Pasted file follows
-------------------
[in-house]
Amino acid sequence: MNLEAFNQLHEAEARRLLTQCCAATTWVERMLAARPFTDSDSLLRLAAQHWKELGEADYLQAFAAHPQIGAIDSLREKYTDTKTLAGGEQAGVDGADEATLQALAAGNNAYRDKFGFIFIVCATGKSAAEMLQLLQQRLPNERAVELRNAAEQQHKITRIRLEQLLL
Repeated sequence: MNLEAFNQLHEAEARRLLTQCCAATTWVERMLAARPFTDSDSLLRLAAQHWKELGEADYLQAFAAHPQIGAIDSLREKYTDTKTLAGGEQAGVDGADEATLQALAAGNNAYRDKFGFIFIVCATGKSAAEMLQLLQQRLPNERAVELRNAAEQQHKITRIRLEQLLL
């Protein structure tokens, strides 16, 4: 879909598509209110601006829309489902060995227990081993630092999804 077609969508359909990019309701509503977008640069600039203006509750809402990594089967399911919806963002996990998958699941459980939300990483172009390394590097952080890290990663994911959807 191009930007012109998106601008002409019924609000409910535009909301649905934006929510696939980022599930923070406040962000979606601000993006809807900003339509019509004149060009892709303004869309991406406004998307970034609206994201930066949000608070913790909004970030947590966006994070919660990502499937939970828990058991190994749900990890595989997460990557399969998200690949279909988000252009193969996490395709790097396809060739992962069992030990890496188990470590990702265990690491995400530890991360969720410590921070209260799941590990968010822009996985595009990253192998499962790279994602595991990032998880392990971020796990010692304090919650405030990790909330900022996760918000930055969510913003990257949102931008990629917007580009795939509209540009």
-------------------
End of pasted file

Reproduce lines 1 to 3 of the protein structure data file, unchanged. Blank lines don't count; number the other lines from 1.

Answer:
[in-house]
Amino acid sequence: MNLEAFNQLHEAEARRLLTQCCAATTWVERMLAARPFTDSDSLLRLAAQHWKELGEADYLQAFAAHPQIGAIDSLREKYTDTKTLAGGEQAGVDGADEATLQALAAGNNAYRDKFGFIFIVCATGKSAAEMLQLLQQRLPNERAVELRNAAEQQHKITRIRLEQLLL
Repeated sequence: MNLEAFNQLHEAEARRLLTQCCAATTWVERMLAARPFTDSDSLLRLAAQHWKELGEADYLQAFAAHPQIGAIDSLREKYTDTKTLAGGEQAGVDGADEATLQALAAGNNAYRDKFGFIFIVCATGKSAAEMLQLLQQRLPNERAVELRNAAEQQHKITRIRLEQLLL